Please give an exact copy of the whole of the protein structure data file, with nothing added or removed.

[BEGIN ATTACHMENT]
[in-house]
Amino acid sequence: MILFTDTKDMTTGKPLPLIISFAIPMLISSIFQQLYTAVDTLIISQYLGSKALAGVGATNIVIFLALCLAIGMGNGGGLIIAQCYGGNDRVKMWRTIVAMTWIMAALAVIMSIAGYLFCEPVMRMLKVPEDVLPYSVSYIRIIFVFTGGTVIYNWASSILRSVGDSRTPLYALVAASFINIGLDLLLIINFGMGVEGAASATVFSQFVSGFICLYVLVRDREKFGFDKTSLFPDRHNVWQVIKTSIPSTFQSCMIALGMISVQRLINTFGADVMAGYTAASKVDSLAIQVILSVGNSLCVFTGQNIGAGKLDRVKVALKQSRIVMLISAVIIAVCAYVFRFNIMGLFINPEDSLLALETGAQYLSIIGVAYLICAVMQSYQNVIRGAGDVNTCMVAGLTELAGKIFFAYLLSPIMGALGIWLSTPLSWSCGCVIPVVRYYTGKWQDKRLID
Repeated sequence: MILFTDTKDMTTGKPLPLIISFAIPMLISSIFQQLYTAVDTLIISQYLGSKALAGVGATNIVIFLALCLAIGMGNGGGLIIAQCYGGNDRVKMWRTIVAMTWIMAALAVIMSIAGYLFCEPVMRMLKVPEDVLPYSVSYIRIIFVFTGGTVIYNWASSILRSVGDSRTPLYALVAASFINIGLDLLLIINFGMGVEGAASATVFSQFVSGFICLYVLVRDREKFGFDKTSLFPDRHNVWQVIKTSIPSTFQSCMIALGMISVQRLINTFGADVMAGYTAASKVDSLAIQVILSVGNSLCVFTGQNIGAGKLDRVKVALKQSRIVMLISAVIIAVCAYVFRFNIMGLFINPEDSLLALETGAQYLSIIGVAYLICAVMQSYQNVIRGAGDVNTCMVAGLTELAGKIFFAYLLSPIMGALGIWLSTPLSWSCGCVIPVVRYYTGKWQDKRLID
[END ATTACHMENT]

[in-house]
Amino acid sequence: MILFTDTKDMTTGKPLPLIISFAIPMLISSIFQQLYTAVDTLIISQYLGSKALAGVGATNIVIFLALCLAIGMGNGGGLIIAQCYGGNDRVKMWRTIVAMTWIMAALAVIMSIAGYLFCEPVMRMLKVPEDVLPYSVSYIRIIFVFTGGTVIYNWASSILRSVGDSRTPLYALVAASFINIGLDLLLIINFGMGVEGAASATVFSQFVSGFICLYVLVRDREKFGFDKTSLFPDRHNVWQVIKTSIPSTFQSCMIALGMISVQRLINTFGADVMAGYTAASKVDSLAIQVILSVGNSLCVFTGQNIGAGKLDRVKVALKQSRIVMLISAVIIAVCAYVFRFNIMGLFINPEDSLLALETGAQYLSIIGVAYLICAVMQSYQNVIRGAGDVNTCMVAGLTELAGKIFFAYLLSPIMGALGIWLSTPLSWSCGCVIPVVRYYTGKWQDKRLID
Repeated sequence: MILFTDTKDMTTGKPLPLIISFAIPMLISSIFQQLYTAVDTLIISQYLGSKALAGVGATNIVIFLALCLAIGMGNGGGLIIAQCYGGNDRVKMWRTIVAMTWIMAALAVIMSIAGYLFCEPVMRMLKVPEDVLPYSVSYIRIIFVFTGGTVIYNWASSILRSVGDSRTPLYALVAASFINIGLDLLLIINFGMGVEGAASATVFSQFVSGFICLYVLVRDREKFGFDKTSLFPDRHNVWQVIKTSIPSTFQSCMIALGMISVQRLINTFGADVMAGYTAASKVDSLAIQVILSVGNSLCVFTGQNIGAGKLDRVKVALKQSRIVMLISAVIIAVCAYVFRFNIMGLFINPEDSLLALETGAQYLSIIGVAYLICAVMQSYQNVIRGAGDVNTCMVAGLTELAGKIFFAYLLSPIMGALGIWLSTPLSWSCGCVIPVVRYYTGKWQDKRLID